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Albert Pujols' career in full ... in 10 at-bats

@williamfleitch
October 9, 2020

Albert Pujols has come to the plate more than 12,000 times in his career, a number that is underappreciated: In 2021, if he’s healthy and active, he’s likely to reach the top 10 in baseball history in all-time plate appearances. That is no small thing: Among all the humans to

Albert Pujols has come to the plate more than 12,000 times in his career, a number that is underappreciated: In 2021, if he’s healthy and active, he’s likely to reach the top 10 in baseball history in all-time plate appearances. That is no small thing: Among all the humans to live on this planet, he experienced the fundamental dream of generations of Americans, to take an at-bat in a Major League game, more than almost any other soul.

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How do you tell the story of Albert Pujols? It requires more words than I might possibly have at my disposal. But those at-bats? Can you tell the story of Albert Pujols in 10 at-bats? The plate seems the ideal place to start. Here are the 10 at-bats of Albert Pujols.

1. April 9, 2001: His first homer at Busch Stadium. Pujols, who famously had fought his way onto the Opening Day roster in part because of an injury to Bobby Bonilla, of all people, had already homered in the six-game road trip that began the 2001 season, and he came into the Cardinals’ home opener hitting .348. But he hadn’t yet been a part of the parade and pomp of 50,000 red-clad fans and stomping Clydesdales yet. He was batting seventh, between Ray Lankford and Mike Matheny (with Jim Edmonds, Mark McGwire and Bonilla all ahead of him in the lineup), and playing third base. In the bottom of the second, with Lankford on first and a 1-2 count in his first at-bat at Busch, Pujols launched a Denny Neagle changeup into the left-field stands. He went on to hit 204 more in St. Louis. That one let you know what was coming ... and what was already here.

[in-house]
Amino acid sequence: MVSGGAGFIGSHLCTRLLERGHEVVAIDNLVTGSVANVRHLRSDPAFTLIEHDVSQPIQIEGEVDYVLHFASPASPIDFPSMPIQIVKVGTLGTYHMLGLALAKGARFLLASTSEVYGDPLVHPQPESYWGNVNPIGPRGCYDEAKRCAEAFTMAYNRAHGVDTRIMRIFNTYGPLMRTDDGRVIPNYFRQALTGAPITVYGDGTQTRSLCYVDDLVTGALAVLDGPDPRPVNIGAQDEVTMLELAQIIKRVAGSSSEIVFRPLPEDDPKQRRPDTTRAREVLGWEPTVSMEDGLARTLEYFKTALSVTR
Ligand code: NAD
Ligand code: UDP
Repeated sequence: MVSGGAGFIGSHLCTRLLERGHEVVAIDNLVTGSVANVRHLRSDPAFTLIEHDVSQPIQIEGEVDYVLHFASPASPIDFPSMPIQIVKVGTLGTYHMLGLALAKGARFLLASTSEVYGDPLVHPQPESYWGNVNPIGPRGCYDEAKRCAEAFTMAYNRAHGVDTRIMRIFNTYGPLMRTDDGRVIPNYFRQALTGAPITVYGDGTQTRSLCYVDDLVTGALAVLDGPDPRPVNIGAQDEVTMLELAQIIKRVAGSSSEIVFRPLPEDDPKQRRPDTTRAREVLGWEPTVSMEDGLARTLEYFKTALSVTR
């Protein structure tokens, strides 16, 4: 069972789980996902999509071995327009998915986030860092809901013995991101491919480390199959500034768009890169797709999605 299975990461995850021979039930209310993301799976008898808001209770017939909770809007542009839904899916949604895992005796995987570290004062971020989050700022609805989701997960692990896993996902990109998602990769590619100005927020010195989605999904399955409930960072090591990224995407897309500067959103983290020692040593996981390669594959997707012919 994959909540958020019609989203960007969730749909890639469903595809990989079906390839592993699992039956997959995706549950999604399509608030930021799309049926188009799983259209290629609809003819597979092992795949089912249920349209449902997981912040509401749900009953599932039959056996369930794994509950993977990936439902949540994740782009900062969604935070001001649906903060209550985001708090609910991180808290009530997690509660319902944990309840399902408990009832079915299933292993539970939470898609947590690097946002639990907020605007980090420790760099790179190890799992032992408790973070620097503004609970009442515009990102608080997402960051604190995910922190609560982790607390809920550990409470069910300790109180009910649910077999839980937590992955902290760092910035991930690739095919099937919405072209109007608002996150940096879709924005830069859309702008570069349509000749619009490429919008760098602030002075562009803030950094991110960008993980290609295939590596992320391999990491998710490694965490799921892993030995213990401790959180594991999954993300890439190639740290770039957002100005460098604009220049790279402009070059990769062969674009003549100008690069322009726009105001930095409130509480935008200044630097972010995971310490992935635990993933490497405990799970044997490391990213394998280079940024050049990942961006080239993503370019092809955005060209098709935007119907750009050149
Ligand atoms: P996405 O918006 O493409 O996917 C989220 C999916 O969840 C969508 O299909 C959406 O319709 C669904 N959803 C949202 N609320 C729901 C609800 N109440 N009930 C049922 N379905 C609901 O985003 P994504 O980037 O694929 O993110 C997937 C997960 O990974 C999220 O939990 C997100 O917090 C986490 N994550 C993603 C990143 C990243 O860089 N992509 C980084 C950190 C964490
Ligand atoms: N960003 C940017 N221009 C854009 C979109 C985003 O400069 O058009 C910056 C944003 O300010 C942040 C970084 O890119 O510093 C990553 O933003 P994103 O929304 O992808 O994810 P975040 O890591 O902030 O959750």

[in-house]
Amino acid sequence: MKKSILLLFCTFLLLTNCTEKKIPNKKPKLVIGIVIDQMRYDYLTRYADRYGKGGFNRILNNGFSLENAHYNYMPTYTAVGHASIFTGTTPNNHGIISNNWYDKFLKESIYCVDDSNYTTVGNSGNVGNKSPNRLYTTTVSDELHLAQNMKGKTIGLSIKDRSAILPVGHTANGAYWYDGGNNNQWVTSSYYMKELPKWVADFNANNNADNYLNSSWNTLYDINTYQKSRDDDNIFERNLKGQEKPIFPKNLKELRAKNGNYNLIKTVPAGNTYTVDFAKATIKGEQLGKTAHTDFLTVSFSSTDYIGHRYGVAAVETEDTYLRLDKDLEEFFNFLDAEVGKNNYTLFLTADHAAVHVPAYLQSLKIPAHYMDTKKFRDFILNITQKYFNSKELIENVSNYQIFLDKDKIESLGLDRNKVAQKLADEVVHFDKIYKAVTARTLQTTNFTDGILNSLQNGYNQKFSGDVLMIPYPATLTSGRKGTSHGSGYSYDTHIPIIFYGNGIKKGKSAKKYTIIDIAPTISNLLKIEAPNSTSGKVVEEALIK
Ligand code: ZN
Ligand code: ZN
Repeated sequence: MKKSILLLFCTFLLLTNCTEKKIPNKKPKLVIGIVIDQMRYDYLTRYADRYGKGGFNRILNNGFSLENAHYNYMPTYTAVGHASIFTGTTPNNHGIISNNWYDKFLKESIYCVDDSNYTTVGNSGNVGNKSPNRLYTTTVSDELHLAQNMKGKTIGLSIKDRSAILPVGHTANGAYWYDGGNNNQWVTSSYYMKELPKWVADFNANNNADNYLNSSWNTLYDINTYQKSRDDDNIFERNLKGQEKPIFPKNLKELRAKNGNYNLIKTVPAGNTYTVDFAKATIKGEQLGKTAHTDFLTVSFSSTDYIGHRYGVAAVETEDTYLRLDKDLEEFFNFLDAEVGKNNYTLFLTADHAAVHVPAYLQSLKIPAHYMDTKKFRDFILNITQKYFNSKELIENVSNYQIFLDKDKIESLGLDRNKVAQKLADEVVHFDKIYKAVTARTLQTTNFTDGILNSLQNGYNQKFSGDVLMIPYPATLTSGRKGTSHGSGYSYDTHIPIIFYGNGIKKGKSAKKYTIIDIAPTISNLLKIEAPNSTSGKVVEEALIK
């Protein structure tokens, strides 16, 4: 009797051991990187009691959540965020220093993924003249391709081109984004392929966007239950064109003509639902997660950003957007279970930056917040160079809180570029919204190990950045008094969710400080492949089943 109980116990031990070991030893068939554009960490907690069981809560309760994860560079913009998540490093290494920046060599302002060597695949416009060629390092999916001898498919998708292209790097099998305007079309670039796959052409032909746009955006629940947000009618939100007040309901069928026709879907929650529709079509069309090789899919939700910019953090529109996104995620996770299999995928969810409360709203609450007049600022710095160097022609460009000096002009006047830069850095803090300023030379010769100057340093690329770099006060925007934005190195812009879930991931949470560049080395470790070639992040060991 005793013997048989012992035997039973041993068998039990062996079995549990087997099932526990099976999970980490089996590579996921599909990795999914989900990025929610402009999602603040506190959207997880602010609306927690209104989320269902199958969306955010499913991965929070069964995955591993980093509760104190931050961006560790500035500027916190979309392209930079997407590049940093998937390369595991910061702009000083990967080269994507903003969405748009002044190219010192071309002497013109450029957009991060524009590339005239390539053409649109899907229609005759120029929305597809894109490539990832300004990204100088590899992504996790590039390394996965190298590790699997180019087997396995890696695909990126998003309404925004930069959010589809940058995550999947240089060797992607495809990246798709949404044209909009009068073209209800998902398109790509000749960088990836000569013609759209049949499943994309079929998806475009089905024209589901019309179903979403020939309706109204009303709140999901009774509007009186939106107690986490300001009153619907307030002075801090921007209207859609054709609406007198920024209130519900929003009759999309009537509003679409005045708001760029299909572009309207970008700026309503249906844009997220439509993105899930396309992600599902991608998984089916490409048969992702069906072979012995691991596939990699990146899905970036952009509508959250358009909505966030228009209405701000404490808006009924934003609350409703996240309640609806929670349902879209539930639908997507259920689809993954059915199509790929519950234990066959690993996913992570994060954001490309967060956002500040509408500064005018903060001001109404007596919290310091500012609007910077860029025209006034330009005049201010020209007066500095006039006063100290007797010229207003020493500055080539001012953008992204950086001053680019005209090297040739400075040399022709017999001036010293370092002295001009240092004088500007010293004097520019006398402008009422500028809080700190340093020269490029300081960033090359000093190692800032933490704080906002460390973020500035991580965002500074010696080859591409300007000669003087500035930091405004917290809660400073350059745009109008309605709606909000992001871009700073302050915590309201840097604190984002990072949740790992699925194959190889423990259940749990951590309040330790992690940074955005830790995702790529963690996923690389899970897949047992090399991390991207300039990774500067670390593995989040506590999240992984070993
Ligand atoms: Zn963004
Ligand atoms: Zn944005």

2. Sept. 21, 2001: The first clutch homer … and the first Stan The Man moment. One advantage that Pujols has had throughout his time in St. Louis -- an advantage he of course has contributed to -- is that his teams were always in contention. They only finished under .500 once in his 11 years, and he reached the postseason seven times (plus once more with the Angels). In a key game in Pittsburgh in the midst of a tight pennant chase with the Houston Astros (a team the Cards would end up battling with constantly for the next half-decade), Pujols came to the plate against former Cardinal Omar Olivares, with the bases loaded and the game tied at 5 in the ninth. You can probably guess what happened next: a grand slam, the first of his career. It was nearly 59 years to the day that a 21-year-old Stan Musial -- the greatest Cardinal of all time and one who had a personal connection with Pujols -- hit a grand slam in Pittsburgh that sent the Cardinals to the 1942 World Series. The two men would remain friends until Musial died, and they will surely be compared by Cardinals fans until the end of time.

3. July 20, 2004: The Wrigley Game. Pujols played too many games against the hated Cubs at Wrigley Field, during an era when the Cubs were quite good, not to have his fair share of Wrigley moments. None were bigger than this game, with this team (probably the best team Pujols has ever played on), when the Cardinals fell behind, 7-1, but fought all the way back to tie it 8-8 (thanks in part to two Pujols homers). Facing LaTroy Hawkins in the ninth, Pujols launched his third homer of the game, and the Cardinals had their comeback. And Pujols had the game every Cardinals fan will think of when they go to Wrigley, forever.